The entertainment world suffered a double blow this week with the passing of Robin Williams and Lauren Bacall.
The unexpected loss of Robin Williams reverberated so deeply throughout the nation that it prompted President Obama to release the following statement:
Robin Williams was an airman, a doctor, a genie, a nanny, a president, a professor, a bangarang Peter Pan, and everything in between. But he was one of a kind. He arrived in our lives as an alien â but he ended up touching every element of the human spirit. He made us laugh. He made us cry. He gave his immeasurable talent freely and generously to those who needed it most â from our troops stationed abroad to the marginalized on our own streets. The Obama family offers our condolences to Robin's family, his friends, and everyone who found their voice and their verse thanks to Robin Williams.
Lauren Bacall's death was less shocking but still somewhat of a surprise. She was a Hollywood legend whose career lasted nearly 70 years. Bacall, who was married to Humphrey Bogart until his death in 1957, appeared in more than 70 films and TV shows, according to the Internet Movie Database. She was nominated in 1997 for the Best Supporting Actress Oscar for her role in "The Mirror Has Two Faces." She also won two Tony Awards, for her starring roles in Applause in 1970 and Woman of the Year in 1981.
Even though Robin Williams and Lauren Bacall never shared the screen or stage, they did have something in common: both were savvy about protecting their personal brands. To that end, both of them obtained federal trademark registrations. Similar strategies have been adopted by country music artists and college football coaches.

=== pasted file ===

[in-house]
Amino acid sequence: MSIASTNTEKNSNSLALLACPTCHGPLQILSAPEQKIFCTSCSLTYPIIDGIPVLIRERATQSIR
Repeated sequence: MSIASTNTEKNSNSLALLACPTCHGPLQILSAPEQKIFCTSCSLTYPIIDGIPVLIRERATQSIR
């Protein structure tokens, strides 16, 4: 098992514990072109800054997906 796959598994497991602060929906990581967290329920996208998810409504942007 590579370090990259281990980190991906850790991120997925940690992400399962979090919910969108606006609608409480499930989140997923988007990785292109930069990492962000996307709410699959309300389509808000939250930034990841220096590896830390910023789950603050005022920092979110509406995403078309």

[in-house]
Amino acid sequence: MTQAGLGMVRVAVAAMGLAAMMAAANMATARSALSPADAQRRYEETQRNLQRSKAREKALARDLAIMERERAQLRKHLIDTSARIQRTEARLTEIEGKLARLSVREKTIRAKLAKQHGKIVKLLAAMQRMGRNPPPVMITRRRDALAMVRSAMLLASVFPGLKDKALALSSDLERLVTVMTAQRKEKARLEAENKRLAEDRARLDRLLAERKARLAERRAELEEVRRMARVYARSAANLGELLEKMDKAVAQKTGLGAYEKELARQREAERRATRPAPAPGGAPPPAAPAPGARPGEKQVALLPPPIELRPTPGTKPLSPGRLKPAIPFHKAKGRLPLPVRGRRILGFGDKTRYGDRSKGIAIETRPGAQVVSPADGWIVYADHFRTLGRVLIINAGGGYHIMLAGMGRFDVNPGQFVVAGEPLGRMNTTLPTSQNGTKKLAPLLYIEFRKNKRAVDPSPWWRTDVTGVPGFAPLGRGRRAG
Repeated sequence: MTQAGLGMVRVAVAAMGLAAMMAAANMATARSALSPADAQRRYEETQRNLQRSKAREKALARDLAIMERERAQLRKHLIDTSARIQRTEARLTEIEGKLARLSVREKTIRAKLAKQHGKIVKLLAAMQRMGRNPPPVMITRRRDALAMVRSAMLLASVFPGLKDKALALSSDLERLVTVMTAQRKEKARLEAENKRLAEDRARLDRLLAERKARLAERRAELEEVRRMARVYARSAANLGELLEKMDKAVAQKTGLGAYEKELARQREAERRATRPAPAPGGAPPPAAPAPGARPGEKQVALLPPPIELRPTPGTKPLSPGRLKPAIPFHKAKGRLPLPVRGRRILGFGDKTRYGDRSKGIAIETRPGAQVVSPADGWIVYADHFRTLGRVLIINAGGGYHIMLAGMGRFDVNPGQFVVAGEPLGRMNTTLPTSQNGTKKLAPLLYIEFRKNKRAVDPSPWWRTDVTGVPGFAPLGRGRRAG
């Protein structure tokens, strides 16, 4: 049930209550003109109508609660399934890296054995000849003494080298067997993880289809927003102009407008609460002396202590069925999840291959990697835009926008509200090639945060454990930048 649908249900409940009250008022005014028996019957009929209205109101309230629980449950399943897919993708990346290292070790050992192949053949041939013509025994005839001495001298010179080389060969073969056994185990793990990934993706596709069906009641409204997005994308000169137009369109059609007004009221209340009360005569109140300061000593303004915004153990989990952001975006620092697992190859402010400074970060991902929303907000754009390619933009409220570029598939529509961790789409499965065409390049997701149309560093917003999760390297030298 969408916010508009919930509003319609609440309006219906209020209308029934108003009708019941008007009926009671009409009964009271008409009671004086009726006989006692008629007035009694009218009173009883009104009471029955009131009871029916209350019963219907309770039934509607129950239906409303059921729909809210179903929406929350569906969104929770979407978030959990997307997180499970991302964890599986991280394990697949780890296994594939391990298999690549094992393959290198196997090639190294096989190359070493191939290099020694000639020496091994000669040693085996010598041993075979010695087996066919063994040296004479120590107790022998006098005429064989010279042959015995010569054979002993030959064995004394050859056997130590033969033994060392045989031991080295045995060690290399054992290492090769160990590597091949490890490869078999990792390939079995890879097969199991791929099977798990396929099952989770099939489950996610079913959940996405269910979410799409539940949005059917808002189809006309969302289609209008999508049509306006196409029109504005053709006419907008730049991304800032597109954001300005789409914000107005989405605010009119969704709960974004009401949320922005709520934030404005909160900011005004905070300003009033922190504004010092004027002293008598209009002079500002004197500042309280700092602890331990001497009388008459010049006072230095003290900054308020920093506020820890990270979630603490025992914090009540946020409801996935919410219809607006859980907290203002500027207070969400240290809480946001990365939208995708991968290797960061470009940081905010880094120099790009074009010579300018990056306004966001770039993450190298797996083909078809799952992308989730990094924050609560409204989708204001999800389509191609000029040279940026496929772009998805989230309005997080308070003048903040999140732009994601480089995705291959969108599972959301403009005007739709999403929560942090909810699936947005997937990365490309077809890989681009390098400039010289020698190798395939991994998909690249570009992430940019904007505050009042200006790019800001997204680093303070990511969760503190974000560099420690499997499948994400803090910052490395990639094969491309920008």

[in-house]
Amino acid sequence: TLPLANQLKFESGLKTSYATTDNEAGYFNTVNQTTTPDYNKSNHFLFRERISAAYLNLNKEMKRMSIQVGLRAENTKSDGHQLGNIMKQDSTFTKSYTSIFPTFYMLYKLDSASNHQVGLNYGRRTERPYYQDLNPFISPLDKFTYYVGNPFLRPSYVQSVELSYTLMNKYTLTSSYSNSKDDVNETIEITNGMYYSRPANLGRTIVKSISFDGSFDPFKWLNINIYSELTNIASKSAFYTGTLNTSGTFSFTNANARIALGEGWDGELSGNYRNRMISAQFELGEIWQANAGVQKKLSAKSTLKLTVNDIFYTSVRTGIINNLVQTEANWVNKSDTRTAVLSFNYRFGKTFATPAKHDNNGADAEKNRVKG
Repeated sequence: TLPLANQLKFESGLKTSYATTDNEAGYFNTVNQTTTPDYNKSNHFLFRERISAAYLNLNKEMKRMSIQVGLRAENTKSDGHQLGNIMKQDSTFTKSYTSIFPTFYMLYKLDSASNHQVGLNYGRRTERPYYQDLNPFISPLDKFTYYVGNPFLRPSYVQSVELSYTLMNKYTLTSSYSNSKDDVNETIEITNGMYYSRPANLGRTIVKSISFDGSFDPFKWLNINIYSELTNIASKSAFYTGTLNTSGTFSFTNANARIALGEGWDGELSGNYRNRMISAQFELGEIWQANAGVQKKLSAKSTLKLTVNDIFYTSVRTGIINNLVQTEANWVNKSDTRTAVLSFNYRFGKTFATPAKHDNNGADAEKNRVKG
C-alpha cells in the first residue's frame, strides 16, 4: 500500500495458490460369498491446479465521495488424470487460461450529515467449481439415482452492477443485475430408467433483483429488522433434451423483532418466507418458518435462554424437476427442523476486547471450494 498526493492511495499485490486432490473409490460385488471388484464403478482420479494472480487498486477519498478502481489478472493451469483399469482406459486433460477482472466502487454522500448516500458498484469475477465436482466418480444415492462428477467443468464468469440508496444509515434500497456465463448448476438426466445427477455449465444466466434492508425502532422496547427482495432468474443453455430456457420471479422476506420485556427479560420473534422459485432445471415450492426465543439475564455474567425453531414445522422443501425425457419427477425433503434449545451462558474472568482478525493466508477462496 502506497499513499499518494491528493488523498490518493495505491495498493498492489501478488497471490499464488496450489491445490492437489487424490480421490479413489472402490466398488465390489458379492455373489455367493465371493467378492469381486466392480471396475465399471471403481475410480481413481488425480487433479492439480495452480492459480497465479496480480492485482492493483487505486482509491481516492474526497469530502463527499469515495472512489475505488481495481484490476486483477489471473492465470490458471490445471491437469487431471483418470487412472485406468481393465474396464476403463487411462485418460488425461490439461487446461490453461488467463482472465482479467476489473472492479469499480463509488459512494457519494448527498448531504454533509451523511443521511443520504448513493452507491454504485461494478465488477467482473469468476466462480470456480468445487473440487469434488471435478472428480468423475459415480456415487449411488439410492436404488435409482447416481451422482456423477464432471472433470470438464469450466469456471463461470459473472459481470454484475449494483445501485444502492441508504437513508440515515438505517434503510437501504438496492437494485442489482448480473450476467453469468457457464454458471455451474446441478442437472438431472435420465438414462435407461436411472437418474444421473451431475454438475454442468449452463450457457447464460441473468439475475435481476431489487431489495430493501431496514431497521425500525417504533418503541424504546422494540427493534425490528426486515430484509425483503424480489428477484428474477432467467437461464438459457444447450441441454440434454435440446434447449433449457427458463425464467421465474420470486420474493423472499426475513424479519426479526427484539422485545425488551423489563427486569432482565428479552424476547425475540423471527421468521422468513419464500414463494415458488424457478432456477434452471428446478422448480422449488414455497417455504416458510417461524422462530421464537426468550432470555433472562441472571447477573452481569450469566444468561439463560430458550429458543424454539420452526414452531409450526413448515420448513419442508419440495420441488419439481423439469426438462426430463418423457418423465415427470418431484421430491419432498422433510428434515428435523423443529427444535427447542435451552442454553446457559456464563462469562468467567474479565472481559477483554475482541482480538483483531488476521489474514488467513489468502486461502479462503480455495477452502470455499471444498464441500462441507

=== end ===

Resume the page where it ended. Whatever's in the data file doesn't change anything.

Robin Williams owned three federal trademark registrations:
1. U.S. Reg. No. 3,738,977 for ROBIN WILLIAMS for entertainment services in the nature of televised and movie appearances by a professional entertainer; providing a website featuring entertainment for adults, namely, comedic audio and video presentations; providing webcasts in the field of comedy and dramatic performances.
Lauren Bacall also has several pending trademark applications:
U.S. Serial No. 85966179 for LAUREN BACALL for fragrance products.
U.S. Serial No. 85966187 for LAUREN BACALL for watches, jewelry, and related products.
U.S. Serial No. 85966191 for LAUREN BACALL for pens, pencils, and related products.
U.S. Serial No. 85966198 for LAUREN BACALL for clothing.
U.S. Serial No. 85966199 for LAUREN BACALL for entertainment services, namely, live dramatic performances by an actor; providing entertainment information via a website.
Federal trademark registrations will help the estates of Robin Williams and Lauren Bacall to effectively protect their legacies. Notably, these registrations can last forever as long as their estates continue to use the marks and file the necessary maintenance documents with the U.S. Patent and Trademark Office.
You don't have to be a famous comedian or actor to be concerned about your personal brand. If your brand is based on your personal identity, then you should also strongly consider obtaining a federal trademark registration to protect your reputation and prevent consumer confusion.
I leave you with this moving tribute to Robin Williams:
The lawyers at Trademarkology provide trademark registration services backed by the experience and service of one of the nation's oldest law firms. Click here to begin the process of protecting your brand name with a federally registered trademark.